- Review Date: 08/22/2012
- Bottom line: The ultrabooks are catching up to the pioneer Apple MacBook Air 11-inch (Mid-2012) in terms of portability and capabilities, but the latest iteration is a nice system for those who want a second or third Mac around the house. However, for the price, competition is fierce.
- Pros: Thin, Light. Third Generation Intel Core processor. Bright screen. Nice multi-touch trackpad. Backlit keyboard. USB 3.0 ports. Thunderbolt port. Dual-band Wi-Fi.
- Cons: Ultrabooks are catching up on weight and performance. Middling battery life. Chassis precludes full sized HDMI or Ethernet ports. New MagSafe 2 port needs adapter for old MagSafe adapters and monitors. No SD card slot. Small amount of flash storage.
If you don't need quad-core processing power, but still need a stable, comfortable keyboard to do your writing, the Apple MacBook Air 11-inch (mid 2012) ($999 list) might be the chariot you're looking for. It's the MacBook for those who already have a larger MacBook Pro, iMac, or Mac Pro at home, but need something more portable. Its full keyboard makes it a better writing tool than simply carrying around an iPad or other tablet. Plus, it fits perfectly on an airplane tray table. However, competition from ultrabooks and other ultraportables has narrowed the lead the MacBook Air once enjoyed. It's still a nice machine to be sure, and it's improved over previous models, but now there are alternatives.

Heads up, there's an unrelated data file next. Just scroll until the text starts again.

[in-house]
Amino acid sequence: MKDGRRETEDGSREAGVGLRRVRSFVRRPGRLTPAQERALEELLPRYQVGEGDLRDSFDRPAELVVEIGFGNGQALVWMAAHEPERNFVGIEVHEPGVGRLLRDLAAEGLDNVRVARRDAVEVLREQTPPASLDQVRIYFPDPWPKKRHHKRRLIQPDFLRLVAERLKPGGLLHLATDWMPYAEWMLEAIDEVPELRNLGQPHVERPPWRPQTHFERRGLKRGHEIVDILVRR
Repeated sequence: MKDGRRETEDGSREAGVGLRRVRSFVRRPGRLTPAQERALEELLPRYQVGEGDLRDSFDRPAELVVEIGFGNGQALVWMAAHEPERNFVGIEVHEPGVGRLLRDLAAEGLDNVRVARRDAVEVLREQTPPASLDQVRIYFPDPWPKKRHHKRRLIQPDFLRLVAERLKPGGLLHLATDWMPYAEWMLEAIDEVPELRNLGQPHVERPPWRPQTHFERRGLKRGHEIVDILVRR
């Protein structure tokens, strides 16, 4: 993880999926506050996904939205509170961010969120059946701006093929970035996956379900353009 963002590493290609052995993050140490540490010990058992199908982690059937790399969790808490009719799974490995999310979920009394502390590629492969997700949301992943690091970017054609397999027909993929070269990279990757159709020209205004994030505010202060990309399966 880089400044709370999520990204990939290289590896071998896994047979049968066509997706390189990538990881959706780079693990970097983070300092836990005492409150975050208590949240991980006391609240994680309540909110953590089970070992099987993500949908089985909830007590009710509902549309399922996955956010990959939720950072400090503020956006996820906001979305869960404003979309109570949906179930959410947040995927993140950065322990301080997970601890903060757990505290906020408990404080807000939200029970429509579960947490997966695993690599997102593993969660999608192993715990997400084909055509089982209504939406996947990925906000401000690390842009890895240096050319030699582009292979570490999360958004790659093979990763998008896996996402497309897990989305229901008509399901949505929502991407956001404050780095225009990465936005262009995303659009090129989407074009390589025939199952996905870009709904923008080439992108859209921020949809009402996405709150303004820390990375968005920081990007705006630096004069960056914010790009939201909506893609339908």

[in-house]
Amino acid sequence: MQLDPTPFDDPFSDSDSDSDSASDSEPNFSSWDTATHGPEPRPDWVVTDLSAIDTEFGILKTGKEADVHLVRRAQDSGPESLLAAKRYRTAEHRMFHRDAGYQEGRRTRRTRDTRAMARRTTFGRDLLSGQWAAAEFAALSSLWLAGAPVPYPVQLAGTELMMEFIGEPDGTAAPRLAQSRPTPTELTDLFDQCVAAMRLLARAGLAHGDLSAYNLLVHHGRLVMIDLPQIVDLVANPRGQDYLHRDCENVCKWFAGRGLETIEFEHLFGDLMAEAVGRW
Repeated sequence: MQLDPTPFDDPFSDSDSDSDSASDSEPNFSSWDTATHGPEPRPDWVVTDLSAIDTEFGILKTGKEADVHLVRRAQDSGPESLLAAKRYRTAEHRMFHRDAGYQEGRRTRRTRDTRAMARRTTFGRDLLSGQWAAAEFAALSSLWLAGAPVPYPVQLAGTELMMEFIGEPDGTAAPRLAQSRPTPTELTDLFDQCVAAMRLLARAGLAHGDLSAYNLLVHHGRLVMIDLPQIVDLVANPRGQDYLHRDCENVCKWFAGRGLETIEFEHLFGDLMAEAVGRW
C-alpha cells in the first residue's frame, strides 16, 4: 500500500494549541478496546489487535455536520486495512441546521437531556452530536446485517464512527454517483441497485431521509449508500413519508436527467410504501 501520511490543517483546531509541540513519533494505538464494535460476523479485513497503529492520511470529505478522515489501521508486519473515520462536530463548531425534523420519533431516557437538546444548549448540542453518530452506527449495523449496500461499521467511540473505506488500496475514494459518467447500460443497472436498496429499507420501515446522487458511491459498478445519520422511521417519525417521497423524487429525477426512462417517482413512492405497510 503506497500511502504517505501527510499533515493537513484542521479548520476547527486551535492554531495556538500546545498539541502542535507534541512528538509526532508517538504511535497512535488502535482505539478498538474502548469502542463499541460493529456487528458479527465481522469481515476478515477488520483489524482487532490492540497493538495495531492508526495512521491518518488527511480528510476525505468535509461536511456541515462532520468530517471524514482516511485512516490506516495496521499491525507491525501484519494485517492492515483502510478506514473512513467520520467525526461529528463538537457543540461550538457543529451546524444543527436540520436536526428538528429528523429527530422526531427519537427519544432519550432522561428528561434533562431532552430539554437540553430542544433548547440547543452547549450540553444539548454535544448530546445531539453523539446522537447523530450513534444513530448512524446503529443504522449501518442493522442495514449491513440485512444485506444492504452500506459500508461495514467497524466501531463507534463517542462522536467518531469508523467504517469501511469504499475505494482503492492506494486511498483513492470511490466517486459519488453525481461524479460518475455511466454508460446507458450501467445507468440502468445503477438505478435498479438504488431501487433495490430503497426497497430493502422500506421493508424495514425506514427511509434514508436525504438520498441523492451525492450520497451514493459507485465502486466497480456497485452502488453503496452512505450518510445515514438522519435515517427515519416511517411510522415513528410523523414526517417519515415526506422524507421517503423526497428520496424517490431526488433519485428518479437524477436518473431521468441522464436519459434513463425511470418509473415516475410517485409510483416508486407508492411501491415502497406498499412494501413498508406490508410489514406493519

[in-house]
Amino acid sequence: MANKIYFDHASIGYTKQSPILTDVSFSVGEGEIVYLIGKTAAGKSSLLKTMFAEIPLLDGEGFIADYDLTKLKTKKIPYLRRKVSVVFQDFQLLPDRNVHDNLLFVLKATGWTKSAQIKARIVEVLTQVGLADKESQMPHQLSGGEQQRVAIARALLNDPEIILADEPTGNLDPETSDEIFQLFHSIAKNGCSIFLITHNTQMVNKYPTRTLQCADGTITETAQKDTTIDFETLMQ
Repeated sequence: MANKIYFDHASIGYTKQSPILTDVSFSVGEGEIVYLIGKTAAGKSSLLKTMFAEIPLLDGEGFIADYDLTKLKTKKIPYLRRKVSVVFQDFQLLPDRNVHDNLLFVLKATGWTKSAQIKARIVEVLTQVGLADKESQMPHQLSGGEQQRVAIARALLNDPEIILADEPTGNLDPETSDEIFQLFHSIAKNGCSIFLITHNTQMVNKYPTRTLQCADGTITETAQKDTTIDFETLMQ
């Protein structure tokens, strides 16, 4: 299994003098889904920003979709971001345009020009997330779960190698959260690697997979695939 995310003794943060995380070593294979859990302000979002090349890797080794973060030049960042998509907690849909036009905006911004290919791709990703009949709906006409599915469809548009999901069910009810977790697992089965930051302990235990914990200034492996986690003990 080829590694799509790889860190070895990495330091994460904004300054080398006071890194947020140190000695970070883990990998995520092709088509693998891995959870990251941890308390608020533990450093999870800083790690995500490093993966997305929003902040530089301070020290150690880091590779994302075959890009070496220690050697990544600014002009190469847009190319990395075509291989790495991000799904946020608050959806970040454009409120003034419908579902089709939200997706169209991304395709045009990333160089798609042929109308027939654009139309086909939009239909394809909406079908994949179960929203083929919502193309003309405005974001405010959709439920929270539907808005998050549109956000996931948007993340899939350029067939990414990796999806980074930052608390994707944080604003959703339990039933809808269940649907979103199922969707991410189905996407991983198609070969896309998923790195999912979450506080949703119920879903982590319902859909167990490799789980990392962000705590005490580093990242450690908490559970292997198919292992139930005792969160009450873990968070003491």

Design and Features
The 11-inch MacBook Air's chassis hasn't changed too much from the previous iteration. It still measures 0.68 by 11.8 by 7.56 inches (HWD) and it still tapers down to a 0.11-inch wedge point. It has the same updated, chiclet-style, backlit keyboard as the MacBook Air 11-inch (Thunderbolt), as well as the same glass touchpad with multitouch functions. The trackpad supports one-, two-, three-, and four-finger gestures, and while it can take a while to get used to using four fingers to bring up stuff like the iPad-like Launchpad, but it's easy to get used to. For example, two fingers swiping from the right edge of the trackpad brings up the Notification Center, a new feature of OS X Mountain Lion. The keys are comfortable to type on, though they understandably have a shorter key travel than you may be used to with a full-sized laptop. The key travel is not as short as on uncomfortable Vizio laptops like the Vizio 15.6-inch Thin + Light (CT15-A1), but the keys may feel stiff if you're used to a desktop keyboard. The palm rest, like the rest of the unibody construction, is made from machined aluminum. The system weighs a feather-light 2.36 pounds alone, and 2.79 pounds with its AC adapter.